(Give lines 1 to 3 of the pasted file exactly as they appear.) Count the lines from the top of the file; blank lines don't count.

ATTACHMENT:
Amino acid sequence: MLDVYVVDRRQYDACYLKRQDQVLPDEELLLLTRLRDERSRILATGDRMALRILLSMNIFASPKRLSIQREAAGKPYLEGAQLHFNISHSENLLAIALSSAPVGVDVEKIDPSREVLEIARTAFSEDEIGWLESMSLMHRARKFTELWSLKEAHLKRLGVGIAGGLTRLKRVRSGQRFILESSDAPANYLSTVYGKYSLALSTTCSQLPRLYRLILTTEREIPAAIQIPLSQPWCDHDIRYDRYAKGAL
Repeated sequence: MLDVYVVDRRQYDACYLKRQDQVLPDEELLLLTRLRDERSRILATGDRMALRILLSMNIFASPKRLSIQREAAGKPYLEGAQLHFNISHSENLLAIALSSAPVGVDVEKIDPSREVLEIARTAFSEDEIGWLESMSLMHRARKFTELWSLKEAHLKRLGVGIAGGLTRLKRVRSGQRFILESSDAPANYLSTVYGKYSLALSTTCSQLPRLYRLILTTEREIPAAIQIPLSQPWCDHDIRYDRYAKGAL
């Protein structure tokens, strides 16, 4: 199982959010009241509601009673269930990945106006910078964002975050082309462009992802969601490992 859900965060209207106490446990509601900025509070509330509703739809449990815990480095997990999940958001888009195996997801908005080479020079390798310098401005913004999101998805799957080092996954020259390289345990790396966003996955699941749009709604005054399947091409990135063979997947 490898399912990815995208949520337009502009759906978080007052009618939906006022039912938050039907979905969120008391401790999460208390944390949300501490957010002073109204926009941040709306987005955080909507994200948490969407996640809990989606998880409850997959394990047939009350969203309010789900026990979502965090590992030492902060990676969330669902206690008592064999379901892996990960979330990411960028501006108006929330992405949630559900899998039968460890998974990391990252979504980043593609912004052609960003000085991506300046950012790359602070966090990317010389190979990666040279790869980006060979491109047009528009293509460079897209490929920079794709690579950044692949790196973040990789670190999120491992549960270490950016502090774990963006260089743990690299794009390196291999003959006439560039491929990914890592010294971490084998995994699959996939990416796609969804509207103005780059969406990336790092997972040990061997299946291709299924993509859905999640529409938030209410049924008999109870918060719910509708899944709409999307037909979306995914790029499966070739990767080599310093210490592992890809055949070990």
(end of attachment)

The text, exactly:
Amino acid sequence: MLDVYVVDRRQYDACYLKRQDQVLPDEELLLLTRLRDERSRILATGDRMALRILLSMNIFASPKRLSIQREAAGKPYLEGAQLHFNISHSENLLAIALSSAPVGVDVEKIDPSREVLEIARTAFSEDEIGWLESMSLMHRARKFTELWSLKEAHLKRLGVGIAGGLTRLKRVRSGQRFILESSDAPANYLSTVYGKYSLALSTTCSQLPRLYRLILTTEREIPAAIQIPLSQPWCDHDIRYDRYAKGAL
Repeated sequence: MLDVYVVDRRQYDACYLKRQDQVLPDEELLLLTRLRDERSRILATGDRMALRILLSMNIFASPKRLSIQREAAGKPYLEGAQLHFNISHSENLLAIALSSAPVGVDVEKIDPSREVLEIARTAFSEDEIGWLESMSLMHRARKFTELWSLKEAHLKRLGVGIAGGLTRLKRVRSGQRFILESSDAPANYLSTVYGKYSLALSTTCSQLPRLYRLILTTEREIPAAIQIPLSQPWCDHDIRYDRYAKGAL
């Protein structure tokens, strides 16, 4: 199982959010009241509601009673269930990945106006910078964002975050082309462009992802969601490992 859900965060209207106490446990509601900025509070509330509703739809449990815990480095997990999940958001888009195996997801908005080479020079390798310098401005913004999101998805799957080092996954020259390289345990790396966003996955699941749009709604005054399947091409990135063979997947 490898399912990815995208949520337009502009759906978080007052009618939906006022039912938050039907979905969120008391401790999460208390944390949300501490957010002073109204926009941040709306987005955080909507994200948490969407996640809990989606998880409850997959394990047939009350969203309010789900026990979502965090590992030492902060990676969330669902206690008592064999379901892996990960979330990411960028501006108006929330992405949630559900899998039968460890998974990391990252979504980043593609912004052609960003000085991506300046950012790359602070966090990317010389190979990666040279790869980006060979491109047009528009293509460079897209490929920079794709690579950044692949790196973040990789670190999120491992549960270490950016502090774990963006260089743990690299794009390196291999003959006439560039491929990914890592010294971490084998995994699959996939990416796609969804509207103005780059969406990336790092997972040990061997299946291709299924993509859905999640529409938030209410049924008999109870918060719910509708899944709409999307037909979306995914790029499966070739990767080599310093210490592992890809055949070990």